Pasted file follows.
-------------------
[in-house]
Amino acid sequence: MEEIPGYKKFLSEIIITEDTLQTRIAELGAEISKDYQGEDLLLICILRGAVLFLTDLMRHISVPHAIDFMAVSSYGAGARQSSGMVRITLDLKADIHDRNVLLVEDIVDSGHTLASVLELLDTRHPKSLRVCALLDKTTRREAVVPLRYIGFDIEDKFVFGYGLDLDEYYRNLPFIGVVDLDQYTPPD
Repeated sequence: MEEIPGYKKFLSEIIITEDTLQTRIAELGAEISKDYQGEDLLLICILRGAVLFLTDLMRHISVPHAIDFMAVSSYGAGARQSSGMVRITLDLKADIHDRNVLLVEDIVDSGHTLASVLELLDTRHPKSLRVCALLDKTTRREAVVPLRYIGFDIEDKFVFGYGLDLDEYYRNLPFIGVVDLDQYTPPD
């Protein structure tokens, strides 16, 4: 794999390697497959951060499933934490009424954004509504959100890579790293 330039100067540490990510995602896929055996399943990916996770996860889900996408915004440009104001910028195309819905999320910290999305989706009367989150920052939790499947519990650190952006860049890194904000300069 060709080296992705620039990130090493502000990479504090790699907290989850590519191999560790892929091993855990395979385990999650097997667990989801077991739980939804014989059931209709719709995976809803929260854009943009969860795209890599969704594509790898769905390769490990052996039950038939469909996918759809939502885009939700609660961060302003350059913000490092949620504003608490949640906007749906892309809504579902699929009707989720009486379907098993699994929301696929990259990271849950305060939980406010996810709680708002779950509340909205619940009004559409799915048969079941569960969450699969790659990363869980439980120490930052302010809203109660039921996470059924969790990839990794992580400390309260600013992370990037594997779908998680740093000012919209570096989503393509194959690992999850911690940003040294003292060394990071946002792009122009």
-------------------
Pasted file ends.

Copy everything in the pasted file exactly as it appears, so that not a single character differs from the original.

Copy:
[in-house]
Amino acid sequence: MEEIPGYKKFLSEIIITEDTLQTRIAELGAEISKDYQGEDLLLICILRGAVLFLTDLMRHISVPHAIDFMAVSSYGAGARQSSGMVRITLDLKADIHDRNVLLVEDIVDSGHTLASVLELLDTRHPKSLRVCALLDKTTRREAVVPLRYIGFDIEDKFVFGYGLDLDEYYRNLPFIGVVDLDQYTPPD
Repeated sequence: MEEIPGYKKFLSEIIITEDTLQTRIAELGAEISKDYQGEDLLLICILRGAVLFLTDLMRHISVPHAIDFMAVSSYGAGARQSSGMVRITLDLKADIHDRNVLLVEDIVDSGHTLASVLELLDTRHPKSLRVCALLDKTTRREAVVPLRYIGFDIEDKFVFGYGLDLDEYYRNLPFIGVVDLDQYTPPD
């Protein structure tokens, strides 16, 4: 794999390697497959951060499933934490009424954004509504959100890579790293 330039100067540490990510995602896929055996399943990916996770996860889900996408915004440009104001910028195309819905999320910290999305989706009367989150920052939790499947519990650190952006860049890194904000300069 060709080296992705620039990130090493502000990479504090790699907290989850590519191999560790892929091993855990395979385990999650097997667990989801077991739980939804014989059931209709719709995976809803929260854009943009969860795209890599969704594509790898769905390769490990052996039950038939469909996918759809939502885009939700609660961060302003350059913000490092949620504003608490949640906007749906892309809504579902699929009707989720009486379907098993699994929301696929990259990271849950305060939980406010996810709680708002779950509340909205619940009004559409799915048969079941569960969450699969790659990363869980439980120490930052302010809203109660039921996470059924969790990839990794992580400390309260600013992370990037594997779908998680740093000012919209570096989503393509194959690992999850911690940003040294003292060394990071946002792009122009």